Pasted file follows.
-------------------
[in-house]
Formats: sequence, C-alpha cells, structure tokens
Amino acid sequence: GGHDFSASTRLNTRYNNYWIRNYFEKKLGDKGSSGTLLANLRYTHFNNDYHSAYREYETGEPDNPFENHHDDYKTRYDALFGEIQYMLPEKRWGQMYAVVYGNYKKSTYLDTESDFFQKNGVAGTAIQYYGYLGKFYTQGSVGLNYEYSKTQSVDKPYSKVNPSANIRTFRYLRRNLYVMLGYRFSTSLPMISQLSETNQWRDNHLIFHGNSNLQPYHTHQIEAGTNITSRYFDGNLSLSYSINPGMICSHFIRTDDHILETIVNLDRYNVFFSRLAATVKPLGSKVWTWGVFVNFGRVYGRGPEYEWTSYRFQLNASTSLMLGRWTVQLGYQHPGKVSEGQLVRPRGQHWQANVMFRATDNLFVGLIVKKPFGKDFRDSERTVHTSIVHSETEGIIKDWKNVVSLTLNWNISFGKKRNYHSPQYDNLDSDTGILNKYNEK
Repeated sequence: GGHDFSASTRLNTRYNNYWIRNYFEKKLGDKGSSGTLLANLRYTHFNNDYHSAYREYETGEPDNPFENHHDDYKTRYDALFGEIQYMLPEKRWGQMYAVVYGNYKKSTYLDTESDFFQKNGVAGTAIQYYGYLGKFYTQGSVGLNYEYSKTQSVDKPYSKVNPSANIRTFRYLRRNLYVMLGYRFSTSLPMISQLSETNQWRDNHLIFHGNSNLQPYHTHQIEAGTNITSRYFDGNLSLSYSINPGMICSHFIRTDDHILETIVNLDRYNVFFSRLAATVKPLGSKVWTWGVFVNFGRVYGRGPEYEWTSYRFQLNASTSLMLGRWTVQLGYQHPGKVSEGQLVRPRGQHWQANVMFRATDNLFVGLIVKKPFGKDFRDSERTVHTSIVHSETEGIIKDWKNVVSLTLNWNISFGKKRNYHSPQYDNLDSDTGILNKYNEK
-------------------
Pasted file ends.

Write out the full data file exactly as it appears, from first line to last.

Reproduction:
[in-house]
Formats: sequence, C-alpha cells, structure tokens
Amino acid sequence: GGHDFSASTRLNTRYNNYWIRNYFEKKLGDKGSSGTLLANLRYTHFNNDYHSAYREYETGEPDNPFENHHDDYKTRYDALFGEIQYMLPEKRWGQMYAVVYGNYKKSTYLDTESDFFQKNGVAGTAIQYYGYLGKFYTQGSVGLNYEYSKTQSVDKPYSKVNPSANIRTFRYLRRNLYVMLGYRFSTSLPMISQLSETNQWRDNHLIFHGNSNLQPYHTHQIEAGTNITSRYFDGNLSLSYSINPGMICSHFIRTDDHILETIVNLDRYNVFFSRLAATVKPLGSKVWTWGVFVNFGRVYGRGPEYEWTSYRFQLNASTSLMLGRWTVQLGYQHPGKVSEGQLVRPRGQHWQANVMFRATDNLFVGLIVKKPFGKDFRDSERTVHTSIVHSETEGIIKDWKNVVSLTLNWNISFGKKRNYHSPQYDNLDSDTGILNKYNEK
Repeated sequence: GGHDFSASTRLNTRYNNYWIRNYFEKKLGDKGSSGTLLANLRYTHFNNDYHSAYREYETGEPDNPFENHHDDYKTRYDALFGEIQYMLPEKRWGQMYAVVYGNYKKSTYLDTESDFFQKNGVAGTAIQYYGYLGKFYTQGSVGLNYEYSKTQSVDKPYSKVNPSANIRTFRYLRRNLYVMLGYRFSTSLPMISQLSETNQWRDNHLIFHGNSNLQPYHTHQIEAGTNITSRYFDGNLSLSYSINPGMICSHFIRTDDHILETIVNLDRYNVFFSRLAATVKPLGSKVWTWGVFVNFGRVYGRGPEYEWTSYRFQLNASTSLMLGRWTVQLGYQHPGKVSEGQLVRPRGQHWQANVMFRATDNLFVGLIVKKPFGKDFRDSERTVHTSIVHSETEGIIKDWKNVVSLTLNWNISFGKKRNYHSPQYDNLDSDTGILNKYNEK